A few years ago, luxury brands were terrifically skeptical of social media. To many of these brands, the world of social marketing seemed somewhat beneath them – something that, like much of their products, would soon go out of fashion.
This aloofness has given the more opportunistic elements of the luxury industry quite the head start when it comes to exploiting social media. These luxury brands have realized that their customers use Facebook, Twitter and Instagram just as much as everyone else, and denying that fact is denying yourself access to one of the most effective marketing platforms available.
So which brands aren’t shy in showing off on social media? Which do it better than the others?
1) Tesla’s Minimalist Social Media Strategy
A car company that has been around for about 10% as long as most of its competitors, Tesla was lucky enough to be born in the digital age, and its social presence illustrates that fact. Performing like you’d expect a 13 year old (that is Tesla’s actual age) in amongst a bunch of crotchety 90 year olds would, it is by far the most social media savvy auto maker.
The beauty of Tesla’s social media strategy is in its minimalism. Tesla doesn’t over-post. In fact, if it could be accused of anything, it would be under-posting. But this minimalism means that the posts that it does deem worth posting are hugely impactful. Tesla puts a focus on quality over quantity, and as such, followers react to their posts with pleasant surprise rather than ‘oh god, here’s another one’.
This reserved, boutique posting style fits perfectly with the brand’s luxury image.
2) Chanel Fashion House’s Long-Awaited Instagram Post
Arriving relatively late on the Instagram scene, fashion house Chanel still knew exactly how to play the game. After letting the account sit dormant for some time, organically accumulating followers simply by being Chanel, they finally posted their first picture in October 2014 – 1-2 years after almost all of their competitors.
Once again though, this minimalist approach certainly whet the appetite of their followers. Just one day after their dramatic entry into the Instagram community, Chanel already had more followers than Dior, Valentino, Versace and Armani.
Since then they’ve proved an Instagram tour de force, comfortably outstripping every other major fashion house in terms of follower count. Where they differ is their willingness to post video. Again, most luxury brands like the simplicity of a well-framed photo, but Chanel appreciate the value of giving their followers proper insight into the workings of their brand.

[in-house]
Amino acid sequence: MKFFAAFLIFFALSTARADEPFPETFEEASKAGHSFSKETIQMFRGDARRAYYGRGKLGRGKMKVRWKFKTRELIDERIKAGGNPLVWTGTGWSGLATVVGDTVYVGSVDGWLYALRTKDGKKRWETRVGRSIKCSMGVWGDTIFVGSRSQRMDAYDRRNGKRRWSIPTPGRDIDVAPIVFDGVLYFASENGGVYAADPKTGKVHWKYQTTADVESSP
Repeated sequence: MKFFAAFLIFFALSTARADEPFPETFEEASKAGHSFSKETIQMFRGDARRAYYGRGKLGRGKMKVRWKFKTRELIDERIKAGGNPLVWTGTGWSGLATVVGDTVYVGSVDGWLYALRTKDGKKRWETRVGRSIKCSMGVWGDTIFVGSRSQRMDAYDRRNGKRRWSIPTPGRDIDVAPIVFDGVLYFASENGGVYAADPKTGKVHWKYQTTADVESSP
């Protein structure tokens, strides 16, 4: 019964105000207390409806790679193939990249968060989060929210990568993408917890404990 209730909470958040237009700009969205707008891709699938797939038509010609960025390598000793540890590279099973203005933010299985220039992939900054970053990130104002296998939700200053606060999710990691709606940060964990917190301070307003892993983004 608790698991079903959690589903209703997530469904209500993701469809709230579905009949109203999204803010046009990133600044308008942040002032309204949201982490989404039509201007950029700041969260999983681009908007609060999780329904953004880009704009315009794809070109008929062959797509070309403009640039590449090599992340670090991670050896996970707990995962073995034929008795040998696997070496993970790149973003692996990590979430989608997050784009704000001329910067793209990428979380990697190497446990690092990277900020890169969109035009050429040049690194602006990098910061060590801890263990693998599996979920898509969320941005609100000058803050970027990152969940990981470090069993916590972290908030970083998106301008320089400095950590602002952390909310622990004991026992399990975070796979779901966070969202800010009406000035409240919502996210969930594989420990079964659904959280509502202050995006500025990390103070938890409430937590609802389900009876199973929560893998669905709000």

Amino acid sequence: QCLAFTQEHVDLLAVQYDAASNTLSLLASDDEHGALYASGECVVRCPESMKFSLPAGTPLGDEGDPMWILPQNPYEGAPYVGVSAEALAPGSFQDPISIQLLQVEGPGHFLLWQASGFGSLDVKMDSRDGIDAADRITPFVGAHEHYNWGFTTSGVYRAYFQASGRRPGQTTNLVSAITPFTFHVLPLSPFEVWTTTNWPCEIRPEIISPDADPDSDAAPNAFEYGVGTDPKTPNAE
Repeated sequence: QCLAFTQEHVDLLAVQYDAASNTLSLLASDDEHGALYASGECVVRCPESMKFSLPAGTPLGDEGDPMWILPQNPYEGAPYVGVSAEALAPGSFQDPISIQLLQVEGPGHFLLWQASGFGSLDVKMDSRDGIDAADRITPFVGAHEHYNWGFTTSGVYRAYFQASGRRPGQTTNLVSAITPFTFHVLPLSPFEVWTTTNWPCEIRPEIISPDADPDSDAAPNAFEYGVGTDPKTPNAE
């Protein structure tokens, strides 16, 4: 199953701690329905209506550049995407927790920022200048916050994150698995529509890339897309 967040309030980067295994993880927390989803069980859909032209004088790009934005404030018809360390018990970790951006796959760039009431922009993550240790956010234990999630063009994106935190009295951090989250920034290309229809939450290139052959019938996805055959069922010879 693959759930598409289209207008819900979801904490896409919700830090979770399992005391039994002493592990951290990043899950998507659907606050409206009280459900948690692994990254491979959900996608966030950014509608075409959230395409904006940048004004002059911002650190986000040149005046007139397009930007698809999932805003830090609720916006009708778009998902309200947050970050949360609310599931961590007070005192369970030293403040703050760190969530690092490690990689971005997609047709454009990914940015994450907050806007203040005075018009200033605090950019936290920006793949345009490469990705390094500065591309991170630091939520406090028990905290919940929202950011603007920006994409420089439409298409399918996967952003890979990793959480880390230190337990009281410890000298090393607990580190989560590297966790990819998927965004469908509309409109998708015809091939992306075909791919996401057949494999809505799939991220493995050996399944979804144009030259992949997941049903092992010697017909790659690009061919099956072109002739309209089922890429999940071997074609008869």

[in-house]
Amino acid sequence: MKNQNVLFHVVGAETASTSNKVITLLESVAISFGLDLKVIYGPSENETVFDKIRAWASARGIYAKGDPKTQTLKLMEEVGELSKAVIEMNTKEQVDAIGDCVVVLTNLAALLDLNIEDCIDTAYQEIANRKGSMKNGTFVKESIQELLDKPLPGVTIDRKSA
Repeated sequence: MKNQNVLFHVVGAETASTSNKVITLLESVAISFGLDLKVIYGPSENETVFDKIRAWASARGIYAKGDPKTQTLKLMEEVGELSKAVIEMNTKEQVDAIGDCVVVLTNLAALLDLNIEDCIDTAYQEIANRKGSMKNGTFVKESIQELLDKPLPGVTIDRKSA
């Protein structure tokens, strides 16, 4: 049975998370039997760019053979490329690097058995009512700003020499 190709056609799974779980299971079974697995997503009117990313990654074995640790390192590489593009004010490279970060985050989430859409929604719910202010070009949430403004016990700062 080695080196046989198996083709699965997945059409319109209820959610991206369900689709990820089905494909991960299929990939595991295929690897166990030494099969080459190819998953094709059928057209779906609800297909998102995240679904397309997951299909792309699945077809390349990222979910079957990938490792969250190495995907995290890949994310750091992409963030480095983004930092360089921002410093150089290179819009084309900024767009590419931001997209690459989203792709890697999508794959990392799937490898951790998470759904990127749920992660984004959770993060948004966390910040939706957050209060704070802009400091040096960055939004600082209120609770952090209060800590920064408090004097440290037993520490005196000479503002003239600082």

3) Burberry’s Willingness to Adopt New Social Media Platforms
Back in 2006, Angela Ahrendts, Burberry’s then CEO, announced that the company aimed to become the first fully digital luxury brand. Since that day, Burberry has put a huge amount of focus on dominating the digital space.
Burberry are the early adopters of the luxury industry. They were the first to treat Snapchat seriously, using it to announce a new campaign back in 2014. Burberry was the first luxury brand to utilise Twitter’s ‘buy’ button, for instant mobile purchases. It’s even managed to penetrate the great internet walls of China, introducing itself to the massive Chinese market on WeChat.
Burberry shows the benefits of trying something new. The company has grown significantly with the help of social media, and the openness with which it treats social marketing has earnt the Burberry the reputation as the top digital marketing brand.
4) Jean Paul Gaultier’s Twitter Genius
Jean Paul Gaultier, like Chanel on Instagram, managed to dominate Twitter without posting a single tweet. How? Through the simple use of friendly competition.
The Jean Paul Glorywall was a page on the JPG website that was devoted to scouring Twitter for mentions of JPG collections. If users mentioned a collection, their name would come up on the wall. If they mentioned JPG a lot, their Twitter handle would move higher up the wall. The handle with the most tweets at the end of a designated period would earn themselves a bottle of their favourite perfume.
Naturally, Twitter was flooded with mentions of Jean Paul Gaultier’s upcoming seasonal collection. And exactly how much did this piece of social marketing cost the company? The grand total of one bottle of fragrance.
While luxury brands have warmed to social media in recent years, the winners have certainly been those that have been willing to experiment early on. It’s a fantastic lesson to all organisations; no matter what your field – luxury or discount, multi-national or corner store – being open to new marketing avenues can result in some serious payoffs down the track.
Social Wall is the perfect tool to boost the social media presence of luxury brands and to activate an audience digitally. For instance, you do not want to make your audience wait an hour for your catwalk show to start. To canalize this frustration, entertain them instead with a social wall to display the post of every influencer in the room so that everybody is aware of who is in the room next to them.